Books and magazines on hobby farming and turning your suburban lawn into a suburban farm abound. Start where your interest is, and expand. Extra food that’s fresh can always be bartered for other necessities, or given to friends and neighbors who’re needier.

Acquired food: Game that you hunt or trap, fish that you catch, and other items that you forage. It bears a historical reminder that until relatively recently (Napoleon’s time, specifically) all armies throughout history foraged for their food and subsisted off the land and and its inhabitants. Lacking an army, let alone a supply chain, you may have to survive in similar fashion.
If bodies of water are in the area you are, fishing gear should be included. An assortment of hooks, weights, and swivels, plus a couple of lengths of suitable line can be fitted into a spool of thread-sized container. Bait can be as simple as finding some of the local bugs and worms. Every fly and lure is no more than an artificial attempt to recreate the critters that fish eat. You can catch yourself a lot of tasty meals with just crickets and worms.

Traps and snares are also a possibility. In survival courses in the military, they cover the idea, but you’re seldom in a position to make use of it. First of all, you don’t want A trap, or A snare. You want dozens of them. Hoping your one lone snare wire will catch you a rabbit or squirrel is a good way to starve hopefully. Setting 20 snares and a whole line of traps, if there’s anything to be caught, can mean you’ll not just survive, but thrive. A good knife, the know how (Hint – AGAIN: Practice now.) to carve sticks into traps and twist wire into snares, and the effort to make 15 or 20 at a time can make a forest or field your grocery store. Set the traps, and check them at least daily. Same with snares.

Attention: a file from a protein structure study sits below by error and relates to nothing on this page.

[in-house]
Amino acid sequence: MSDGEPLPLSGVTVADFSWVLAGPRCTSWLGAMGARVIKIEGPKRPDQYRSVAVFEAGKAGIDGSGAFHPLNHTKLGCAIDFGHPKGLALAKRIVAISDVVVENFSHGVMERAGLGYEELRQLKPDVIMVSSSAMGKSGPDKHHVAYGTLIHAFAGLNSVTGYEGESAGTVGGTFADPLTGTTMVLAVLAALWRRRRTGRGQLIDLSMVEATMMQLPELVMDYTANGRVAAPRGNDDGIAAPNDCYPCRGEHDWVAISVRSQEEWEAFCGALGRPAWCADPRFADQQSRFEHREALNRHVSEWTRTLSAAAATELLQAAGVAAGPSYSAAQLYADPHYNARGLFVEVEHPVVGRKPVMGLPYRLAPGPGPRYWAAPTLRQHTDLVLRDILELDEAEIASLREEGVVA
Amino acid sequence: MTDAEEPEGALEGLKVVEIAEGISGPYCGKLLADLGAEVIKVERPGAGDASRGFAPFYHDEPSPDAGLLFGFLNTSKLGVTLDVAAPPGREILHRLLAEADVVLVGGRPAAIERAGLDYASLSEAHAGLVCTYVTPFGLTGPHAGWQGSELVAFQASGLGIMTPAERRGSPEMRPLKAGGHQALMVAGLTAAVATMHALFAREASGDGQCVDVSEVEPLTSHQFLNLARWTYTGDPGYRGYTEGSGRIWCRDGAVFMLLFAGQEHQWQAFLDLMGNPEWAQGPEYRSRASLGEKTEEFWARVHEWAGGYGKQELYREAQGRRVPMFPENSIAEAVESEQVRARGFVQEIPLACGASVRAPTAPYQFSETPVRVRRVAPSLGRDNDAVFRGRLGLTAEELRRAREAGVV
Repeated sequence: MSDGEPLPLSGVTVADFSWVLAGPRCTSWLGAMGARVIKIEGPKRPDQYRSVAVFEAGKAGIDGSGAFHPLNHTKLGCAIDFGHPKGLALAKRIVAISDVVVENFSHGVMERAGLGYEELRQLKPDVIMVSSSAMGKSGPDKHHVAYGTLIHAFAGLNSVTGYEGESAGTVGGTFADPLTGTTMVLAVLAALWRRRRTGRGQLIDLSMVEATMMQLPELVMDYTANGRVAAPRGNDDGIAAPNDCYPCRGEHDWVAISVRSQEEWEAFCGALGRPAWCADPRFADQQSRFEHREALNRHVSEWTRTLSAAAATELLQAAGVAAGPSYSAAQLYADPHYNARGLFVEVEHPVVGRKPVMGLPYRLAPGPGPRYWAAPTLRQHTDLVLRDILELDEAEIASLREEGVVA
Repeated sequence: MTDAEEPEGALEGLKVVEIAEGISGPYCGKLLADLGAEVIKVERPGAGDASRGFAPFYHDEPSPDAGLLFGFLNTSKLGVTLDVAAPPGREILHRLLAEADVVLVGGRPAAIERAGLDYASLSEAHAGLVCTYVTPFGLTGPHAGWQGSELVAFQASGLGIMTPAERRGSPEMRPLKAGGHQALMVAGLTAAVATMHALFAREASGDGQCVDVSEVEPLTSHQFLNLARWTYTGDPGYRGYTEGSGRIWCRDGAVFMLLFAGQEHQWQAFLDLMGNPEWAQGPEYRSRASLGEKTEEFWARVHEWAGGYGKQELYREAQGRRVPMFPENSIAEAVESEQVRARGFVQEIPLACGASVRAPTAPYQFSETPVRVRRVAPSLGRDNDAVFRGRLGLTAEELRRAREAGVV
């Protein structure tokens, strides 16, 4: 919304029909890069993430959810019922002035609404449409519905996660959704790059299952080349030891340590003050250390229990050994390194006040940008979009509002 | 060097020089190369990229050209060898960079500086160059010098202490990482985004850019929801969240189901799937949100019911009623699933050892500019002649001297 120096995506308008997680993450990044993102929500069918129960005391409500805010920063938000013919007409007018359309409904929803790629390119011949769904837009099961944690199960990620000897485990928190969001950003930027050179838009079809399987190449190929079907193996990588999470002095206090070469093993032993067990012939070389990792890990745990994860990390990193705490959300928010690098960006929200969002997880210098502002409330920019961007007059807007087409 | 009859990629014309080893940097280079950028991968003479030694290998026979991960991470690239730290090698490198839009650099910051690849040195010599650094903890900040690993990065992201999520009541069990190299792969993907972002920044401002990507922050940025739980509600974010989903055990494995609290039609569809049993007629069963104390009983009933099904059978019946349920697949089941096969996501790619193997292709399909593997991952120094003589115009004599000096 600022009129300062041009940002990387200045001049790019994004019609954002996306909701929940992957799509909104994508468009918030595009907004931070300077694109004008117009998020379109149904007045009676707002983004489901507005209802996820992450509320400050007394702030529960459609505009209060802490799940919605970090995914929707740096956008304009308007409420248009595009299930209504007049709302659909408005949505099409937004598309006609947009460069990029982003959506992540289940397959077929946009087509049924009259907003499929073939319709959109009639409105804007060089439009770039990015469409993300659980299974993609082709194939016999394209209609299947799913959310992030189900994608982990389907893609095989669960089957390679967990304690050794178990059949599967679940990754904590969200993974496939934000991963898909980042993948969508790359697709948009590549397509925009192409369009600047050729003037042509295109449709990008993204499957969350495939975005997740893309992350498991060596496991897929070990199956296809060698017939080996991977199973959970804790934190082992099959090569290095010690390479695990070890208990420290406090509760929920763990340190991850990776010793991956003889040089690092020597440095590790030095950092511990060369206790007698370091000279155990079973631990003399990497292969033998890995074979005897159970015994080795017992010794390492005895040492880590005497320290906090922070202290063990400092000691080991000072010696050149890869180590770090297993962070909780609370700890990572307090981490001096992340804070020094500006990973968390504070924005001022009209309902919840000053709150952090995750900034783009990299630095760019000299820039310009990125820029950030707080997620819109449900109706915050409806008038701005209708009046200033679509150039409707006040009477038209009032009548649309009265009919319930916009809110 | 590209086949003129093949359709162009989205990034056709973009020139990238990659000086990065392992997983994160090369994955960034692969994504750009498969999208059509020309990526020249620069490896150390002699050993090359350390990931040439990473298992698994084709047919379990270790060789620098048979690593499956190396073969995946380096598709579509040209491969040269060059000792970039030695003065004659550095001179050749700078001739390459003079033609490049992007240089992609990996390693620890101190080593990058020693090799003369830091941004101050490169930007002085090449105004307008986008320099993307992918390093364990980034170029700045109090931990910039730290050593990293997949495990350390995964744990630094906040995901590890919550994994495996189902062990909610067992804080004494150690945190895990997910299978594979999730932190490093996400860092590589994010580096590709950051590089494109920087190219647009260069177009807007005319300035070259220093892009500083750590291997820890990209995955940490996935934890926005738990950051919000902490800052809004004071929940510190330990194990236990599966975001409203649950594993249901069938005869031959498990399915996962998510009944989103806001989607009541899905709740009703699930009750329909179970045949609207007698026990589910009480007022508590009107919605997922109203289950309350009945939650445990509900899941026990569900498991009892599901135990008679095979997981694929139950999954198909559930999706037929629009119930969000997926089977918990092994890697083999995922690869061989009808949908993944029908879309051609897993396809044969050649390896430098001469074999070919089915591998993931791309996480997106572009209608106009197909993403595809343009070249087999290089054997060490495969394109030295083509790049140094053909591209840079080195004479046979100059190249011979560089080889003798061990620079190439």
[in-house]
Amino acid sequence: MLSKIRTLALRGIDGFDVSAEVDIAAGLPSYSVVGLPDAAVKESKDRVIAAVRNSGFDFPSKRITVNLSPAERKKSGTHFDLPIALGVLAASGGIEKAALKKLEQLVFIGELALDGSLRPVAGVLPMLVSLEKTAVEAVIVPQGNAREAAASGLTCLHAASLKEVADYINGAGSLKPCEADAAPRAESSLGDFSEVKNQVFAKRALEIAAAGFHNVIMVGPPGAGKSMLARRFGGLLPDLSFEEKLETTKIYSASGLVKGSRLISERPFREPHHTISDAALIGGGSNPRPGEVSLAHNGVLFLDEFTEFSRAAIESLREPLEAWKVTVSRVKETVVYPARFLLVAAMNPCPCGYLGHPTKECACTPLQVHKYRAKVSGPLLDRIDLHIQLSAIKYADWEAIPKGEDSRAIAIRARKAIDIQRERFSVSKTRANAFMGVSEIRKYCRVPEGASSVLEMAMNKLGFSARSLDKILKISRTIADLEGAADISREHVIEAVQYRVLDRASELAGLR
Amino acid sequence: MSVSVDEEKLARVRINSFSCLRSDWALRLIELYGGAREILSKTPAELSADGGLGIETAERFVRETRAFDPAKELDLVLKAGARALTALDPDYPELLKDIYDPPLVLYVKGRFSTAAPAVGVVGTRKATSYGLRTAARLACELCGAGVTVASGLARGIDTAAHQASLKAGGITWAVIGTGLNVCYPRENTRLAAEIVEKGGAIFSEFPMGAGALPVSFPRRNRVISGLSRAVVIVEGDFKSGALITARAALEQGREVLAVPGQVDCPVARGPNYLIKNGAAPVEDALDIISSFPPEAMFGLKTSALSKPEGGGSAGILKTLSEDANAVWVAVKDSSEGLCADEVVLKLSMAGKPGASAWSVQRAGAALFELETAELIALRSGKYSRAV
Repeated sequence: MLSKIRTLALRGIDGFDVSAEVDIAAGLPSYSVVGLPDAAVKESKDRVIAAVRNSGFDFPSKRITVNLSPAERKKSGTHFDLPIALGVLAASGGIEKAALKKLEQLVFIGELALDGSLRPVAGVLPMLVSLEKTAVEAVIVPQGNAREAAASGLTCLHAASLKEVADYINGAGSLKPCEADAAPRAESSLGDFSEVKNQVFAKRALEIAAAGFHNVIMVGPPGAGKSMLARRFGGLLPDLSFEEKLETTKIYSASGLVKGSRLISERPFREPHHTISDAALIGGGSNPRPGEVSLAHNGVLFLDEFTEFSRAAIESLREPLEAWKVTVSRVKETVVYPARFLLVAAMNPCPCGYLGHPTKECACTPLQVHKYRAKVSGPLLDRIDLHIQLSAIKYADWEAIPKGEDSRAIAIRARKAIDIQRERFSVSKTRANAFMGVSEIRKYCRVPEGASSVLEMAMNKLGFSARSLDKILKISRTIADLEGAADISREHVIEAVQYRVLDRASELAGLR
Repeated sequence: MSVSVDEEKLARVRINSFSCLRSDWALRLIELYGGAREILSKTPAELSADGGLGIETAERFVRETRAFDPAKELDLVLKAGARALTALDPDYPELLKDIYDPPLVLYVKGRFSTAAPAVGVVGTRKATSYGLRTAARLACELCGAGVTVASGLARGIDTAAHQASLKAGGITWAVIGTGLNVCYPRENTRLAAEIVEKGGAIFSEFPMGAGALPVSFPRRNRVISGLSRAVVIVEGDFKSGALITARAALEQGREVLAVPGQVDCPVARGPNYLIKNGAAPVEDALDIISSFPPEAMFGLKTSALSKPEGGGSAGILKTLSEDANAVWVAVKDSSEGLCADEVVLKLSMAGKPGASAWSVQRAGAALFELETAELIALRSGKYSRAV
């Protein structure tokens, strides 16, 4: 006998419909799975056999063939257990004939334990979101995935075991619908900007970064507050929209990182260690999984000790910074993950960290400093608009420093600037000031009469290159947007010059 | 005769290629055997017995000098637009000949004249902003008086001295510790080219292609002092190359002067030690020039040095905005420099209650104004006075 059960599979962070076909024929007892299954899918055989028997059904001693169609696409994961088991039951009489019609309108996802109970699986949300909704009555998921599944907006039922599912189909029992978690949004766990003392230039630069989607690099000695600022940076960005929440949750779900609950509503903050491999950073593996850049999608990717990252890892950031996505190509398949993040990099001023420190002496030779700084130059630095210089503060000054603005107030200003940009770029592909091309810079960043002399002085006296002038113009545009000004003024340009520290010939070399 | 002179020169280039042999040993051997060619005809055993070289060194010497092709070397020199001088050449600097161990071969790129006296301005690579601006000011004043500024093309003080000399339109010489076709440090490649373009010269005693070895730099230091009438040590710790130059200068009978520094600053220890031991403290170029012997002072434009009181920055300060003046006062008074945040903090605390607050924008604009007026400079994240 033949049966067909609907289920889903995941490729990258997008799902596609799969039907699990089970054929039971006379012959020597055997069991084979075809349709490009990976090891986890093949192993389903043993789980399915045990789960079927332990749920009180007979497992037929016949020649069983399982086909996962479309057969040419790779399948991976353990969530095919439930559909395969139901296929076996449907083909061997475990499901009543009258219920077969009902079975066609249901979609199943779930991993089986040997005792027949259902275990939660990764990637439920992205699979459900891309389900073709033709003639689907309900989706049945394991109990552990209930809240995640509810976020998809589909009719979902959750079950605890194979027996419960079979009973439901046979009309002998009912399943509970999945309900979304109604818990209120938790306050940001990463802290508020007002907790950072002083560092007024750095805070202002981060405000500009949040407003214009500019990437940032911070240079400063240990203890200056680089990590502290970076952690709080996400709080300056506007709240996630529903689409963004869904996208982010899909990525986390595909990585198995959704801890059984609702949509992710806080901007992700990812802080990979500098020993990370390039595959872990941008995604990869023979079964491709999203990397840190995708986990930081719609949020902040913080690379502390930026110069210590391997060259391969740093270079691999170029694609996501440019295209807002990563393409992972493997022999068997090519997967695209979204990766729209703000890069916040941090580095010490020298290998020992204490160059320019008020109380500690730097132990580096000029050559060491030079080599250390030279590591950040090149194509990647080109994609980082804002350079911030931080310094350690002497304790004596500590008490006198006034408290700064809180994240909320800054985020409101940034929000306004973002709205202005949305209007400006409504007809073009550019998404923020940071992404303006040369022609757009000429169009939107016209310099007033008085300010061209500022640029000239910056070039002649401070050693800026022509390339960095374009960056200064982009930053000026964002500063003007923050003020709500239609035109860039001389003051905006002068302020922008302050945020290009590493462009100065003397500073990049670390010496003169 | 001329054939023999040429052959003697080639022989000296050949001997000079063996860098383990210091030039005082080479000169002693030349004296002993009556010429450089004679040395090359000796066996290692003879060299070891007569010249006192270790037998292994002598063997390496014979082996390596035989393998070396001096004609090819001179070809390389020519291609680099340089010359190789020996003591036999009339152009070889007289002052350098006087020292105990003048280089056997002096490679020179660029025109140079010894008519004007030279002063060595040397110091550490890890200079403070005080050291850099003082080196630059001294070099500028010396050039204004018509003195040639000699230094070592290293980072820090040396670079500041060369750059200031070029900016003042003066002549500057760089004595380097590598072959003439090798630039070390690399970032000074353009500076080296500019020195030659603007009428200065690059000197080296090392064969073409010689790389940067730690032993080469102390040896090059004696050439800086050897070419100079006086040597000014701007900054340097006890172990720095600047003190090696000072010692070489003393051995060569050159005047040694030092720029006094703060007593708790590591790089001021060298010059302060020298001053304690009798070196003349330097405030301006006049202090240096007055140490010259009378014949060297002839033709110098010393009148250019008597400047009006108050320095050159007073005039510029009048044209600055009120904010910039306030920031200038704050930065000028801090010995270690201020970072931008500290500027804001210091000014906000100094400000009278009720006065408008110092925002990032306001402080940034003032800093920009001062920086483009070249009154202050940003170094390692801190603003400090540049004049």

(Caveat: There are game laws in every state and province. Breaking them can lead to big fines or worse. You’ll also piss off your neighbor if you snare and strangle their cat. So don’t get caught breaking laws, and don’t get stupid. But learn what you’re doing while life is comfortable, and your belly is full. Starvation may concentrate your mind, but mistakes can get permanent then as well. Make your mistakes now, when your future to be isn’t riding on how well you place the trigger on a deadfall or Figure 4. And as a rule, you should know your state’s game hunting, trapping, and fishing regs anyways, because when your life is at stake, those rules go out the window, and most of the things they tell you not to do are the things that will keep you alive long enough to get back to the land of Game Wardens. Given how some folks think wardens pop out of trees, if you’re lost and starving, maybe a game warden will pop out and rescue you right after you set that illegal trap. It beats starving.)

And get the books and field guides, and learn from someone local, what plants grow around you that you can harvest to cook, or eat raw. And learn what there is that’ll kill you deader than canned tuna; you’ll be amazed how much suburban agriculture resembles more the poison lab of the Borgias than the Garden of Eden.
As with the other systems that meet your vital needs, there’s no one thing you can pack away to solve the food problem, or any other problem. Have a Plan B. And a Plan C. Two is one, and one is none, when something your continued survival depends on gets lost or broken. Or just doesn’t work out like you assumed it would. Mother Nature can be a biotch. So make provision in all of the ways above, and in the other threads, and let the Grim Reaper collect up those other poor, lazy, and stupid folks who weren’t as smart as you.